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Tax Loss Carryforwards and Corporate Tax Incentives

In: The Effects of Taxation on Capital Accumulation

  • Alan J. Auerbach
  • James M. Poterba

This paper investigates the extent to which loss-offset constraints affect corporate tax incentives. Using data gathered from corporate annual reports, we estimate that in 1984 fifteen percent of the firms in the nonfinancial corporate sector had tax loss carryforwards. When weighted by their market value, however, these firms account for less than three percent of this sector, suggesting that loss carryforwards are concentrated among small firms and affect relatively few large corporations. For those firms with loss carryforwards, however, the incentive effects of the corporate income tax may differ significantly from those facing taxable firms. We demonstrate this by calculating the effective tax rates on equipment and structures for both types of firms. Our results suggest that firms which are currently taxable have a substantially greater incentive for equipment investment than firms with loss carryforwards, but that loss carryforwards have a relatively smaller effect on the tax incentive for investing in structures. Overall, firms with loss carryforwards receive a smaller investment stimulus than taxable firms.

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This chapter was published in:
  • Martin Feldstein, 1987. "The Effects of Taxation on Capital Accumulation," NBER Books, National Bureau of Economic Research, Inc, number feld87-1, December.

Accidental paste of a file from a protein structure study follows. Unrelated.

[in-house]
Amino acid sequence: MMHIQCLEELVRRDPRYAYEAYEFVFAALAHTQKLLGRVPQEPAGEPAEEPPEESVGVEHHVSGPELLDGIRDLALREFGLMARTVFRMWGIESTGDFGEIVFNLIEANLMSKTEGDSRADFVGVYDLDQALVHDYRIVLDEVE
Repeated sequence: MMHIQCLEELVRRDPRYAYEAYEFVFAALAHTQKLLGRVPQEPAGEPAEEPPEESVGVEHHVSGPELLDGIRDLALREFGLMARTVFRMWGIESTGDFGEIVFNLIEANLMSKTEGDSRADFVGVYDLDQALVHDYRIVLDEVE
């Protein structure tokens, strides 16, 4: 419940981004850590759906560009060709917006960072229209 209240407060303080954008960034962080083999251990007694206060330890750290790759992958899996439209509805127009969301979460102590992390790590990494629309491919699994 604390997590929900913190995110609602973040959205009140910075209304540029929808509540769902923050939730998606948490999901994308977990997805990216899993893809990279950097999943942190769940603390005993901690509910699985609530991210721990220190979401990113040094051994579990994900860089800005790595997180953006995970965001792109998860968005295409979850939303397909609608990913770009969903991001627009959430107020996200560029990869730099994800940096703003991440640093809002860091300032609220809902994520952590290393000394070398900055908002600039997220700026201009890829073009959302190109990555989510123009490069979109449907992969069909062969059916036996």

• This item is provided by National Bureau of Economic Research, Inc in its series NBER Chapters with number 11353.
    Handle: RePEc:nbr:nberch:11353
    Contact details of provider: Postal: National Bureau of Economic Research, 1050 Massachusetts Avenue Cambridge, MA 02138, U.S.A.
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    1. DeAngelo, Harry & Masulis, Ronald W., 1980. "Optimal capital structure under corporate and personal taxation," Journal of Financial Economics, Elsevier, vol. 8(1), pages 3-29, March.
    2. Jack M. Mintz, 1985. "An Empirical Estimate of Imperfect Loss Offsetting and Effective Tax Rates," Working Papers 634, Queen's University, Department of Economics.
    3. Alan J. Auerbach, 1983. "Corporate Taxation in the United States," Brookings Papers on Economic Activity, Economic Studies Program, The Brookings Institution, vol. 14(2), pages 451-514.
    4. Don Fullerton, 1985. "The Indexation of Interest, Depreciation, and Capital Gains: A Model ofInvestment Incentives," NBER Working Papers 1655, National Bureau of Economic Research, Inc.
    5. Roger H. Gordon & James R. Hines Jr. & Lawrence H. Summers, 1986. "Notes on the Tax Treatment of Structures," NBER Working Papers 1896, National Bureau of Economic Research, Inc.
    6. Cooper, Ian & Franks, Julian R, 1983. " The Interaction of Financing and Investment Decisions When the Firm Has Unused Tax Credits," Journal of Finance, American Finance Association, vol. 38(2), pages 571-83, May.
    7. Cordes, Joseph J & Sheffrin, Steven M, 1983. " Estimating the Tax Advantage of Corporate Debt," Journal of Finance, American Finance Association, vol. 38(1), pages 95-105, March.
    8. Saman Majd & Stewart C. Myers, 1985. "Valuing the Government's Tax Claim on Risky Corporate Assets," NBER Working Papers 1553, National Bureau of Economic Research, Inc.
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